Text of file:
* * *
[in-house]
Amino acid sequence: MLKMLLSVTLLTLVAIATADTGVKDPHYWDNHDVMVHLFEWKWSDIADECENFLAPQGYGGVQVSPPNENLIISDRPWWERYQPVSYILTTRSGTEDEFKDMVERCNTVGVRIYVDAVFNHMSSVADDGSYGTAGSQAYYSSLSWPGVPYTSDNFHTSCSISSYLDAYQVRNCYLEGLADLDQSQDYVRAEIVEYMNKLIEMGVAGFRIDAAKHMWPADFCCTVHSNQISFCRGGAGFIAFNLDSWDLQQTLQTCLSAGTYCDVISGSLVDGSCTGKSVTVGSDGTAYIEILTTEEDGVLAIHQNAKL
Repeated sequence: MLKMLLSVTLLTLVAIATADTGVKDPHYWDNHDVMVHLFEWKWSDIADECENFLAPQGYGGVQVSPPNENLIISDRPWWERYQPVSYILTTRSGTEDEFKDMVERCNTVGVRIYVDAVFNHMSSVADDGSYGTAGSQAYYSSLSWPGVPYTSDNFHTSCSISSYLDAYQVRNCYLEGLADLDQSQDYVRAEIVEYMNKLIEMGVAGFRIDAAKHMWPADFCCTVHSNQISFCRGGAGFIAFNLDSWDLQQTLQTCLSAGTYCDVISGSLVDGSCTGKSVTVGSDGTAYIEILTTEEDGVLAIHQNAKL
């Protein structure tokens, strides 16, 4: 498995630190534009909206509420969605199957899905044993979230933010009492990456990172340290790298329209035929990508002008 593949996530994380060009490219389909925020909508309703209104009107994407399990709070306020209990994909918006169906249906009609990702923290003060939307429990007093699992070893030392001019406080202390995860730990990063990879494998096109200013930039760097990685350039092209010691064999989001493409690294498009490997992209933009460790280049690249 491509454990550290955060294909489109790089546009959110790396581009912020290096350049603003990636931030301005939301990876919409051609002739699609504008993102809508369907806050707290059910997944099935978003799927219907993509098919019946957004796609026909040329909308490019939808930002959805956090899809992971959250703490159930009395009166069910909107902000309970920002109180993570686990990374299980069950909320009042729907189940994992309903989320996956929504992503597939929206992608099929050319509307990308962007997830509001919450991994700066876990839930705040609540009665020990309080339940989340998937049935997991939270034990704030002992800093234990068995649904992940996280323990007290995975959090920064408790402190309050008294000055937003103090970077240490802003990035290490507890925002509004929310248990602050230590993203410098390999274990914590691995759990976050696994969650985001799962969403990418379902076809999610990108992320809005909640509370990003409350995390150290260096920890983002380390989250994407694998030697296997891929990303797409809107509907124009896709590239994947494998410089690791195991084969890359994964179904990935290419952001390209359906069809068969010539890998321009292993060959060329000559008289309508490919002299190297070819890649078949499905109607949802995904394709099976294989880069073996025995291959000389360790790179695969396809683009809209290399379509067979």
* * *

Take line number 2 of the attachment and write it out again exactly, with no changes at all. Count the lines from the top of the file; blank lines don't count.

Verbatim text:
Amino acid sequence: MLKMLLSVTLLTLVAIATADTGVKDPHYWDNHDVMVHLFEWKWSDIADECENFLAPQGYGGVQVSPPNENLIISDRPWWERYQPVSYILTTRSGTEDEFKDMVERCNTVGVRIYVDAVFNHMSSVADDGSYGTAGSQAYYSSLSWPGVPYTSDNFHTSCSISSYLDAYQVRNCYLEGLADLDQSQDYVRAEIVEYMNKLIEMGVAGFRIDAAKHMWPADFCCTVHSNQISFCRGGAGFIAFNLDSWDLQQTLQTCLSAGTYCDVISGSLVDGSCTGKSVTVGSDGTAYIEILTTEEDGVLAIHQNAKL